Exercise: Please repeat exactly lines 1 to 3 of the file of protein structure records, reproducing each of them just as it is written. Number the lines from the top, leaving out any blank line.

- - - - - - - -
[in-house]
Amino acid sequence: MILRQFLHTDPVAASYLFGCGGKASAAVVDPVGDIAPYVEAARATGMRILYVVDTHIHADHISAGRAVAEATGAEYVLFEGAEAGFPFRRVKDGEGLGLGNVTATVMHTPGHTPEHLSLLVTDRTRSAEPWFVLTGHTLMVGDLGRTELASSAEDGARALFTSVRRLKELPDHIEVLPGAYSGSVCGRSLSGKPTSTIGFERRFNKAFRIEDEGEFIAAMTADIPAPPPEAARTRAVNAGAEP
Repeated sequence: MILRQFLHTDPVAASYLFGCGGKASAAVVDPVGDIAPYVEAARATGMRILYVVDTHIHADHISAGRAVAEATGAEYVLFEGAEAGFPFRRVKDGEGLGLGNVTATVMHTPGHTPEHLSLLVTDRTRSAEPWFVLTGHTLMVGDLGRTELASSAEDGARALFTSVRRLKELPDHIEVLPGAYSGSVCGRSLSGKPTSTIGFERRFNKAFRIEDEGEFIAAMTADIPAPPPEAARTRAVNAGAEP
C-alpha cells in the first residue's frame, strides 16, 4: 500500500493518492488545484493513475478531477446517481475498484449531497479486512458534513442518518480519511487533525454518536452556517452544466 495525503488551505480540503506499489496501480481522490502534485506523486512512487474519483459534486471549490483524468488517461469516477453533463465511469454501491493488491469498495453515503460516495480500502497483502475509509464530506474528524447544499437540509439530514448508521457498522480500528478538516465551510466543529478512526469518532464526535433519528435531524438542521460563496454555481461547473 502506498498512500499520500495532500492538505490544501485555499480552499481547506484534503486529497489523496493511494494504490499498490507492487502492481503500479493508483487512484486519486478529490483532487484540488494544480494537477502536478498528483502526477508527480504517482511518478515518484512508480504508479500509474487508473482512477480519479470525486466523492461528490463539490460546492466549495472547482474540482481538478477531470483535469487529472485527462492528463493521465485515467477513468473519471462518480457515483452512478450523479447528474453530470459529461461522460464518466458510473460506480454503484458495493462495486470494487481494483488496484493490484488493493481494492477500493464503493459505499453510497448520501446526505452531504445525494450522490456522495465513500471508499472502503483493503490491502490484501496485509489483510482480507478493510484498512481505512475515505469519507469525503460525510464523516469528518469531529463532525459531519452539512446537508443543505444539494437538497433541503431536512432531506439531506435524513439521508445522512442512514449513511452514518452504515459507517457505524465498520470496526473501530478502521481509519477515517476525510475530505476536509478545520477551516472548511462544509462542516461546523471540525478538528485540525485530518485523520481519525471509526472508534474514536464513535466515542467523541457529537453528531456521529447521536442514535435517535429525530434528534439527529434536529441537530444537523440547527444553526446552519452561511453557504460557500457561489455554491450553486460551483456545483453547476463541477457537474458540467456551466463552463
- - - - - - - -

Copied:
[in-house]
Amino acid sequence: MILRQFLHTDPVAASYLFGCGGKASAAVVDPVGDIAPYVEAARATGMRILYVVDTHIHADHISAGRAVAEATGAEYVLFEGAEAGFPFRRVKDGEGLGLGNVTATVMHTPGHTPEHLSLLVTDRTRSAEPWFVLTGHTLMVGDLGRTELASSAEDGARALFTSVRRLKELPDHIEVLPGAYSGSVCGRSLSGKPTSTIGFERRFNKAFRIEDEGEFIAAMTADIPAPPPEAARTRAVNAGAEP
Repeated sequence: MILRQFLHTDPVAASYLFGCGGKASAAVVDPVGDIAPYVEAARATGMRILYVVDTHIHADHISAGRAVAEATGAEYVLFEGAEAGFPFRRVKDGEGLGLGNVTATVMHTPGHTPEHLSLLVTDRTRSAEPWFVLTGHTLMVGDLGRTELASSAEDGARALFTSVRRLKELPDHIEVLPGAYSGSVCGRSLSGKPTSTIGFERRFNKAFRIEDEGEFIAAMTADIPAPPPEAARTRAVNAGAEP